Teaching yoga, it is not unusual to witness yoga students over age fifty struggling into poses that likely sent them searching for the icepack later. Most recently, it was a man and two women. I’m guessing about their ages; over fifty is erring on the side of youth. The man was straining in an easy-to-categorize way. It was a yin class. To some, this is “the easy class,” and his hamstrings were tight. He resisted the props and continued struggling into the pose despite my cues to support and surrender. The women were also struggling, though with spinal flexibility rather than hamstrings. One of the women was new to my class. Based on the way she scrutinized my posture and gaped with disbelief when she couldn’t do what I was doing, I would put her in the category of people who think they’re failing if the fat lady does something they can’t.
During my decades of yoga practice, that’s become a sturdy category. And hey, mostly I have compassion because I used to think that way too. Our culture has taught us that bodies line up along a hierarchy of worth, fat bodies and old bodies are among the most devalued. If the fat yogi or the old yogi or the disabled yogi can do something considered “advanced,” chances are, you’re pretty impressed.
The yoga world is not immune to the broader cultural obsession with the mystical youth-preserving magic of yoga. But it makes it pretty tough to age honestly – whether the process becomes noticeable at 30 or 80. I’m not arguing against the health benefits of yoga – far from it. I’m arguing in favor of honoring the natural process of aging, of healing from injuries. I’m arguing in favor of caring for and finding value in every body, even as we age.
A lot of people stop exercising when things start to hurt too much. There are good reasons why people don’t modify their activities in acceptance of their bodies as they age. It happens to us at different times in life – some remain active with few aches and little stiffness into their sixties or seventies. Perhaps my body is developing these changes sooner because of genetics, or because I’m heavy or because I did high impact exercise for many years. It doesn’t actually matter. What matters is accepting the body and using yoga to keep the body healthy and the mind calm.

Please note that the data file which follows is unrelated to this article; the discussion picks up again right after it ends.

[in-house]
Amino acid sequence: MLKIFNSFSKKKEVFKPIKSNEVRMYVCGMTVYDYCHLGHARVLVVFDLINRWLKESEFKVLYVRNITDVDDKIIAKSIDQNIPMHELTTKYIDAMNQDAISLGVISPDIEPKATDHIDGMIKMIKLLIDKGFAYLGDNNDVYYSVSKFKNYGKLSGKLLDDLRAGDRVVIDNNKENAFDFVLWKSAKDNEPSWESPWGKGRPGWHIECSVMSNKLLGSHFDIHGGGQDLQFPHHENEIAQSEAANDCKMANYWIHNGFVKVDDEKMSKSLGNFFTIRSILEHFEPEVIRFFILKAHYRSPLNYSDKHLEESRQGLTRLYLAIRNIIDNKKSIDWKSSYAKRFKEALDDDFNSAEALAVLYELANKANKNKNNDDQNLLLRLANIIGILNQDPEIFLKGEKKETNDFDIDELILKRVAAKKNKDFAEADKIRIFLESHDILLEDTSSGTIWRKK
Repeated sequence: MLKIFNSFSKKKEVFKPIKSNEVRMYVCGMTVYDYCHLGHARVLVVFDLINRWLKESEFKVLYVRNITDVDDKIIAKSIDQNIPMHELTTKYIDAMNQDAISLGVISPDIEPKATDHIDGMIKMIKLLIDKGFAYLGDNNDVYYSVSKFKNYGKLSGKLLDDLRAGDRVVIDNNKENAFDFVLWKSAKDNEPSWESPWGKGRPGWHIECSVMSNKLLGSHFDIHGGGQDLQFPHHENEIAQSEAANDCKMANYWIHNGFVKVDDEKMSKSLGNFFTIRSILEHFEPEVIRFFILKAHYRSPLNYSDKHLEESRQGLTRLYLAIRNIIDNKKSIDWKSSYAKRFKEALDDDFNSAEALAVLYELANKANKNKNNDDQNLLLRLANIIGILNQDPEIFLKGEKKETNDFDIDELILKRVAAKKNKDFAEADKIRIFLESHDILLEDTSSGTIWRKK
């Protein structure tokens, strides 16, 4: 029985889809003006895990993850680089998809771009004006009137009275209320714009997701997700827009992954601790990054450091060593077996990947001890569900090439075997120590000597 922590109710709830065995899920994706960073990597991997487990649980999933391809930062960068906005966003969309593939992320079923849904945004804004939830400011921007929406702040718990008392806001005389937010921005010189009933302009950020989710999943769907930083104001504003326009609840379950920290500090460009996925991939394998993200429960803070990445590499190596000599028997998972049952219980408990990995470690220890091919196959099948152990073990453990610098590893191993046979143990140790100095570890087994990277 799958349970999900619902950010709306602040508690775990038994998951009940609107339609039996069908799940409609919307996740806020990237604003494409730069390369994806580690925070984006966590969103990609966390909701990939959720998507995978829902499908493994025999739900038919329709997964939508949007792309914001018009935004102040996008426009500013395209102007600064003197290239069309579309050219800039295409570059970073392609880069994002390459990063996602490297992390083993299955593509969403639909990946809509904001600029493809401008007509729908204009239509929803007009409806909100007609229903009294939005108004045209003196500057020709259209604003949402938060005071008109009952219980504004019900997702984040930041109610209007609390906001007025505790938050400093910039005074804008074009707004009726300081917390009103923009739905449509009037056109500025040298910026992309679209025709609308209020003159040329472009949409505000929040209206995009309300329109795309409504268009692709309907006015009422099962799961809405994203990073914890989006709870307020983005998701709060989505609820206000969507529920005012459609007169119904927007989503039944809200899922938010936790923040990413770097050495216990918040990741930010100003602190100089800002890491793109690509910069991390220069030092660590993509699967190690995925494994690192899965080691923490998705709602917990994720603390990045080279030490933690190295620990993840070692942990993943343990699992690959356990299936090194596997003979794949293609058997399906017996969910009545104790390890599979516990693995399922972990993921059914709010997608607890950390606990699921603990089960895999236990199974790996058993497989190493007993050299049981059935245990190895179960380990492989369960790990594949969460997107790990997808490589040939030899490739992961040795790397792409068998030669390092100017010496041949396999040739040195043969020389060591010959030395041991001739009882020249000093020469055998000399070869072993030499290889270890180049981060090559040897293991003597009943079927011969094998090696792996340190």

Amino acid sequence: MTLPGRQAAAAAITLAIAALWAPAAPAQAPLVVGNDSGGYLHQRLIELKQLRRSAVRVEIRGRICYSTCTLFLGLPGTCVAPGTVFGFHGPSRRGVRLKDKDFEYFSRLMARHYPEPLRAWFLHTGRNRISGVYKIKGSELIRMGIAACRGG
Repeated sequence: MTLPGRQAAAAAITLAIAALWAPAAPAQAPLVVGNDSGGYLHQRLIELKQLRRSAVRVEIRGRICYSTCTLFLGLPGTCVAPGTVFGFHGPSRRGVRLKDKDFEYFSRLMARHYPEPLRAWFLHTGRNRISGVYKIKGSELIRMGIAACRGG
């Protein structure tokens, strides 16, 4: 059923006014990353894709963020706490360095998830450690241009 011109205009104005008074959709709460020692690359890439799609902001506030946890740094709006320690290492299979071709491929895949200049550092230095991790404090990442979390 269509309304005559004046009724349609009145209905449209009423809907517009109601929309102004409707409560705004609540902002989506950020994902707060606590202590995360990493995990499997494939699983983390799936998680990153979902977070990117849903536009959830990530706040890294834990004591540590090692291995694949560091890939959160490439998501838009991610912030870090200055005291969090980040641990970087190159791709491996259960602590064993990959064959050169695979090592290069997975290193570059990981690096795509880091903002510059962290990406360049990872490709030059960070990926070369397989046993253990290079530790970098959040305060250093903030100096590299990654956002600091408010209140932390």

I often tell students that yoga is for the body you have today, not the one you had yesterday or last month or ten years ago. Not the one you might have in three months after you work out every day, or in a year when you’ve lost some weight, or even in ten years when you’re slowing down. Yoga is for the body you have today. You have to pay attention to know how much it can do. Be neither precious nor reckless with the body. This is the only one with which you can practice. Take a breath. There is no other body.
Once, when teaching an intensive inversion practice, I commented on the esoteric benefits of taking a different view by being upside down. I commented on how frightening inversions can be, even if the body is physically ready to support you in a pose like headstand or full arm balance. I jovially remarked at what a slow learner I am. “I was on the ten year plan with headstand! For the poses that challenge me, I add about one per year.”
After class, a student followed up on my remark. He found his own slow progress with certain poses very discouraging. He was pleased by what I’d said but wanted clarification. “You may add one challenging pose per year, but you‘re over forty now right? I mean, once you have them, you never lose them. Right?”
I had never considered my eventual decline in yoga that way before. Indeed, I had not yet lost the ability to do any yoga poses. But logically, I told him, if I live long enough, I will.
Since that conversation, I have lost the ability to do certain poses I could previously do. Maybe I will have the flexibility to do a drop-back backbend again. Maybe it’s not gone forever. But why would that be an interesting goal in my practice?
As I age, it becomes more important to me to maintain daily strength, balance and flexibility, live pain-free as much as possible and develop an enduring partnership with my mind and body that allows me more consistent peace and happiness. Everything in the dominant culture, and media representations of women in particular, is fighting against that goal. And we do well to remember that yoga-media is also largely advertising driven. It preys on our yearning for beauty and privilege.
One of the things I appreciate most about aging is having more practice with loss and dignity, more practice with the folly of seeking privilege rather than authenticity. Yoga can help us remember what it means to live as allies with our bodies. And eventually, our knees may start to remind us as well.
Editors Note: This essay was adopted from it’s original publication, The Aging Yoga Body, first published February 3, 2015 on Decolonizing Yoga.
Read More: For an astonishing read on the benefits of yoga and longevity read the New York Times, 11/26/16 article on Täo Porchon-Lynch, 98 year old yoga instructor.